It’s been a long time coming, but the very first F-35I Adir rolled off the Lockheed-Martin assembly line in Fort Worth yesterday for a scheduled December delivery to the Israeli Air Force:
Israel’s air force, which will be the first to have a fully operational F-35 outside the United States, is scheduled to buy 33 Lightning IIs and has an option to buy 17 more. The aircraft on stage Wednesday will undergo additional testing before being delivered in December.
Analysts say that Israel’s purchase of the fighter already means that the Jewish state will be the dominant air power in the Middle East for the foreseeable future. The F-35 is so crucial to the country’s defense that Wednesday’s rollout ceremony was broadcast live on Israeli television.
The event in the Fort Worth hangar sparked tweets from around the world. The Israelis, more than once, praised the Obama administration for supporting their defense with the purchase of the F-35, with Liberman saying it came despite the countries’ disputes over how it deals with its neighbors.
Whatever you might think of the F-35 — it’s late and overpriced, and just one reason why I have a recurring Procurement Blues feature — the Israelis promise to make it better. Or do they threaten to?
Perhaps betraying their reservations about what usually happens the American weapons after the Israelis lay their hands on them, Lockheed executives said Israel would be able to add specific capabilities or upgraded functions—which the Israelis love doing—as long as it did not affect the overall design or the aircraft software. As Over put it:
The Israelis have an ability to do some unique things. But anything wholesale that would impact the design or capabilities driving all the airplanes for all the countries would have to be done by consensual agreement.
The IAF is preparing to send its first group of pilots to train in Arizona next year, at the Luke Air Force Base. At the same time, the IAF will be sending dozens of maintenance professionals to train at US Air Force logistics bases at Eglin, Florida, according to Defense News.
Good luck stopping the IAF from modifying the platform to suit Israel’s needs rather than Lockheed’s — and the IAF has quite a history of doing just that, as you’ll see below.
The latest Israeli mods to the F-16I Sufa (based on the US F-16D Block 52) include “Conformal Fuel Tanks, dorsal spine, and numerous fairings and bulges for undisclosed equipment. Rumor has it that a lot of the equipment is only installed after delivery to Israel,” for a jet which even looks “radically different” from a vanilla model. [Emphasis added]
And it isn’t just the F-16 Israel has toyed with. They’ve also made major mods to their version of the F-15E Strike Eagle, the F-15I Ra’am:
Several modifications had been carried out in the Ra’am, in order to meet Heyl Ha’avir’s unique needs and specifications. For instance – the plane is characterized by greater takeoff weight and flight range than the other F-15 models, and is equipped with unique systems manufactured by Israel’s defence industries, including an EW suite designed and built by Elisra specifically for the F-15I. Due to the modifications made in it, the Ra’am is regarded as being the most advanced of the F-15 models.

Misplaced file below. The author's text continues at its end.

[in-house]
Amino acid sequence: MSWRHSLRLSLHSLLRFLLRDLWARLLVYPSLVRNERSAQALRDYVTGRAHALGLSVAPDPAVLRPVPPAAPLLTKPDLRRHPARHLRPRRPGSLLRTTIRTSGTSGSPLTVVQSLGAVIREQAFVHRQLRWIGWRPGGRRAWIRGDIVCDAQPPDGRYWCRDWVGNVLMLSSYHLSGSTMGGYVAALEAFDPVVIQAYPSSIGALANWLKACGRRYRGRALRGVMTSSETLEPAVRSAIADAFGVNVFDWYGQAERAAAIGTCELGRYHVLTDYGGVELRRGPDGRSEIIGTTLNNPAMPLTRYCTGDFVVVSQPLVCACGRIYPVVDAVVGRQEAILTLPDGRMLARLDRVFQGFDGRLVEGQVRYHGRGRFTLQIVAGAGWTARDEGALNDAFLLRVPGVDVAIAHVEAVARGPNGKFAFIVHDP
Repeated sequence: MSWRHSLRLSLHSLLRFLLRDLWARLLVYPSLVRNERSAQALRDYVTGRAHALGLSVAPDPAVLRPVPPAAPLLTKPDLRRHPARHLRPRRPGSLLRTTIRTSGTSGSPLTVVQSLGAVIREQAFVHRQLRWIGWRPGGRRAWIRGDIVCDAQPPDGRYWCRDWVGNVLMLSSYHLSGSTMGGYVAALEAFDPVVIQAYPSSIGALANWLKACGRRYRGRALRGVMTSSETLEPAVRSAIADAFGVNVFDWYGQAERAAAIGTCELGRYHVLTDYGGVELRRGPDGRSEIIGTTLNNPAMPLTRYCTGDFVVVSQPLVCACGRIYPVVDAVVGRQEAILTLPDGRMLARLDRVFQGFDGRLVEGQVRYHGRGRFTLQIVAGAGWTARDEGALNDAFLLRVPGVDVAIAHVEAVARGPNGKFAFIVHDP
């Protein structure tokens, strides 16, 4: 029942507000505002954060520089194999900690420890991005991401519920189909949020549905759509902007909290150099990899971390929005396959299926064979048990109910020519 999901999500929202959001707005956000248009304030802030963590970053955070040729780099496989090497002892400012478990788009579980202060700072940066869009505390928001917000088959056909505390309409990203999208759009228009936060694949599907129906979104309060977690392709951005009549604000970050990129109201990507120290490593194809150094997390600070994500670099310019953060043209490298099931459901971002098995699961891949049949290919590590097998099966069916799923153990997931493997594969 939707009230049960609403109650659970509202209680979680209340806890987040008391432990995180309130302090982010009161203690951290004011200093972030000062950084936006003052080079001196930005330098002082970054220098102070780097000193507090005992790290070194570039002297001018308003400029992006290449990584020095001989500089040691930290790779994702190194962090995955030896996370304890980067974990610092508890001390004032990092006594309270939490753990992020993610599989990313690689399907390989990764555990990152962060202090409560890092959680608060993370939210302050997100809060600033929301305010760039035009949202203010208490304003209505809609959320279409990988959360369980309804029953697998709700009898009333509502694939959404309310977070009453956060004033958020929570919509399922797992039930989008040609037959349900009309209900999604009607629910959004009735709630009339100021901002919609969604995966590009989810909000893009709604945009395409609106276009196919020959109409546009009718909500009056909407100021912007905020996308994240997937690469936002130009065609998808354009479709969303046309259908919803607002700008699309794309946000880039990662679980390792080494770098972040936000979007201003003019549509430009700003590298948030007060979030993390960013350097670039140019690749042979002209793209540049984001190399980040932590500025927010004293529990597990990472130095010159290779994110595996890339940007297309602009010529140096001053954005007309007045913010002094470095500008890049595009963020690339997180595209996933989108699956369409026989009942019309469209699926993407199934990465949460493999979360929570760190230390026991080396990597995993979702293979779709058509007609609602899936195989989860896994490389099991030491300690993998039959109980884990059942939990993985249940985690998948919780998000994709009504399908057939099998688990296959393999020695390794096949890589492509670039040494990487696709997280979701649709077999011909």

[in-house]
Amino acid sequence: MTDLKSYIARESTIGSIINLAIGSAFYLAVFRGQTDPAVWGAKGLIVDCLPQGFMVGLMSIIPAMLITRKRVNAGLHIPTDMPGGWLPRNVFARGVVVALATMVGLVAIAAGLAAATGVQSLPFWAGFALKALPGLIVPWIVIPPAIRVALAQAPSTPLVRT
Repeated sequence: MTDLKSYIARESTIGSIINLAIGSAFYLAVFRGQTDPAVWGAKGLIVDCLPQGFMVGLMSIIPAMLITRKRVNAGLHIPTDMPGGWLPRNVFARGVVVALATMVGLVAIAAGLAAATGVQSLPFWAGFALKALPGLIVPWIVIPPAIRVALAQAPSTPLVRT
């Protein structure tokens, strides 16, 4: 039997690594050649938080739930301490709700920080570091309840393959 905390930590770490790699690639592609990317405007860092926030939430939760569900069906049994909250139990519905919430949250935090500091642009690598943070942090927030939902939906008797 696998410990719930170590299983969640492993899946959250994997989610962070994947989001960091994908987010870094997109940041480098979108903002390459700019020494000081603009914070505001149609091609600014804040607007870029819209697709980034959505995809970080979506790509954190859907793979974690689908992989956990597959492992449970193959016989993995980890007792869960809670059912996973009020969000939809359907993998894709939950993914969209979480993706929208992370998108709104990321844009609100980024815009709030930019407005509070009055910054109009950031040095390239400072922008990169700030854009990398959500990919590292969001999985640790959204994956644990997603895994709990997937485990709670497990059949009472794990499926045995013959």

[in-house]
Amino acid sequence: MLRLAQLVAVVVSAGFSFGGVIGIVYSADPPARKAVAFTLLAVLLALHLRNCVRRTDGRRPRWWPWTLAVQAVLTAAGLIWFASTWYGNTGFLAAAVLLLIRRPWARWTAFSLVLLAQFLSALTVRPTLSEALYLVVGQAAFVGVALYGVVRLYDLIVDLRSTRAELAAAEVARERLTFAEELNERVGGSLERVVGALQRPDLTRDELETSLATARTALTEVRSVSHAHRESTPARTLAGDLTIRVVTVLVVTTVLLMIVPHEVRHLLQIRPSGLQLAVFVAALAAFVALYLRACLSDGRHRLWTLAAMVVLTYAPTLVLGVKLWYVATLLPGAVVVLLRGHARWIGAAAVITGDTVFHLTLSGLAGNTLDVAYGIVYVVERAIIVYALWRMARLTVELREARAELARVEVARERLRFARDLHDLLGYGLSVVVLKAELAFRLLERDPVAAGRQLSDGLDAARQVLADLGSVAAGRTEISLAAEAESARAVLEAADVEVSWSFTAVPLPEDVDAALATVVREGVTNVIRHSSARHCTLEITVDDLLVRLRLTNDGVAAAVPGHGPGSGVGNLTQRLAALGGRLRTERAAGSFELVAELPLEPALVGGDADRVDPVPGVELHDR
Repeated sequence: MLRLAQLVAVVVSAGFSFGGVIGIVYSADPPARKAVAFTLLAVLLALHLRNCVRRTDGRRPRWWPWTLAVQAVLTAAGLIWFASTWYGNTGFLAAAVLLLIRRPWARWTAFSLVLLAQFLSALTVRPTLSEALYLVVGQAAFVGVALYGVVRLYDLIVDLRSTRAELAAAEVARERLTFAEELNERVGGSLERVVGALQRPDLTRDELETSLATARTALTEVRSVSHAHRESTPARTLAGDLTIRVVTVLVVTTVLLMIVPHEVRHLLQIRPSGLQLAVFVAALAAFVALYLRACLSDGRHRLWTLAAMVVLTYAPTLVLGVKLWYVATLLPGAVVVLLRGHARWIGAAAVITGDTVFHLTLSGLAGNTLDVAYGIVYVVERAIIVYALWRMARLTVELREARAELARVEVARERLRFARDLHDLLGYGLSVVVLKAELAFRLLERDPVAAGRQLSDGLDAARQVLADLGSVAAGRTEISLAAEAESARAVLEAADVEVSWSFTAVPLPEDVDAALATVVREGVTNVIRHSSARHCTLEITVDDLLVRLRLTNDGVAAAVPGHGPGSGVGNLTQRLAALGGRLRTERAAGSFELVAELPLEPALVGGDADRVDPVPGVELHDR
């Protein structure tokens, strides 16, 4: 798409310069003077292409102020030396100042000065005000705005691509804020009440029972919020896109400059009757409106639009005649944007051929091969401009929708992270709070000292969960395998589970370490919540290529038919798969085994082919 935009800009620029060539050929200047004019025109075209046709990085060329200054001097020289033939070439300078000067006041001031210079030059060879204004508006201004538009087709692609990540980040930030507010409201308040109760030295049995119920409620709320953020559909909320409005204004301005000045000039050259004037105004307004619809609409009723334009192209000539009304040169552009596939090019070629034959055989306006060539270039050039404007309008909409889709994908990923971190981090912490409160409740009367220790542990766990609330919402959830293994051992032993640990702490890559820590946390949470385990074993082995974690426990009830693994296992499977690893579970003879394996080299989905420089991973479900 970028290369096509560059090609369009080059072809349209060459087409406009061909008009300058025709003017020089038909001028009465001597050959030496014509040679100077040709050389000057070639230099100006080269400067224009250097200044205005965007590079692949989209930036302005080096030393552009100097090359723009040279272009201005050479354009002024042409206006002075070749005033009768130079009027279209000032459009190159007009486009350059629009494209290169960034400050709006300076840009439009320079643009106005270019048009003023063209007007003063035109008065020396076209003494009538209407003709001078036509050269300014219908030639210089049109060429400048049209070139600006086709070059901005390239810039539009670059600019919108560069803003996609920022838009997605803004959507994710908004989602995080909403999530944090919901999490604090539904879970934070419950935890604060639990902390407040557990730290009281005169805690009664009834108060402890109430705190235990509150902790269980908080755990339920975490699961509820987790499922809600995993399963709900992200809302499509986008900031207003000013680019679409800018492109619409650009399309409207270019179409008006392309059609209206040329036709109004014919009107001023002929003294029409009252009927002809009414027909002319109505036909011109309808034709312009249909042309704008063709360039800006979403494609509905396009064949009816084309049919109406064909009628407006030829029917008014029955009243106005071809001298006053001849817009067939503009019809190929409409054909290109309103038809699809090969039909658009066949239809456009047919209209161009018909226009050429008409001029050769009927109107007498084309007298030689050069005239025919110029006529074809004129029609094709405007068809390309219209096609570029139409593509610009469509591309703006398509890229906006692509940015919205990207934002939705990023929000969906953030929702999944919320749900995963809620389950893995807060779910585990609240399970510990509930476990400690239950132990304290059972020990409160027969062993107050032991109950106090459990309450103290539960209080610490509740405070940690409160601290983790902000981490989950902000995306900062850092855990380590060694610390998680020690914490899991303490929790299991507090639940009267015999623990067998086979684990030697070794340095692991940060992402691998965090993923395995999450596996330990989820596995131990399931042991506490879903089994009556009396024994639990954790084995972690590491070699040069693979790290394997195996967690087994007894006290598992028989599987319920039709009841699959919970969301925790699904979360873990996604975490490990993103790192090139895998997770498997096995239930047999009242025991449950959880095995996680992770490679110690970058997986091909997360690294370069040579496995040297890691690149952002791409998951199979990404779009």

So while we don’t know exactly what the IAF has done under the hoods of all those planes, we do know that those jets are far beyond capable when it comes to suppressing enemy radar. Here’s a report from 2012 on the IAF bombing of Syria’s secret nuclear reactor:
Intelligence and military officials agreed that a “low-signature attack” on the reactor was the best tactic, and eight warplanes – four F-15s and four F-16s – took off from Israel shortly before midnight.
As previously reported, the IDF neutralized Syria’s radar system with electronic scrambling devices. Sometime between 12:40 and 12:53 a.m., according to Makovsky, Air Force pilots reported that they had dropped 17 tons of explosives on the nuclear site, which Syria still claims did not house a nuclear reactor.
Eight planes, 17 tons of bombs, and the Syrians had no clue anything was going on until the bombs started going off. This, despite owning some of the best radars and antiaircraft missiles the Russians make.
Israel’s homebrew electronic-warfare suites are so …sweet… that they make Fourth Generation jets practically stealthy.
These efforts go back at least as far as the 1980s, when Israel abandoned its IAI Lavi program to build a homegrown Fourth Generation fighter, similar in capabilities to the F-16, but geared specifically to Israel’s defense needs. But the development costs were just too great for a fighter to be produced in such small numbers, so Jerusalem cancelled the program and decided instead to go with the Boeing (then McDonald-Douglas) F-16.
Then of course Israeli engineers got busy making “a lot of special modifications.” Some of those modifications were made during manufacturing here in the US, both public and top secret. Others were done in Israel, and oh-so-hush-hush.
What we can say for sure is that Israel’s mods to the F-35 platform will make them among the best in the world — if not the best. And we can also say that Israel’s decision to stick with the F-35, when they already own some of the best jets in the world, is a vote of confidence in what has been a troubled procurement for everyone.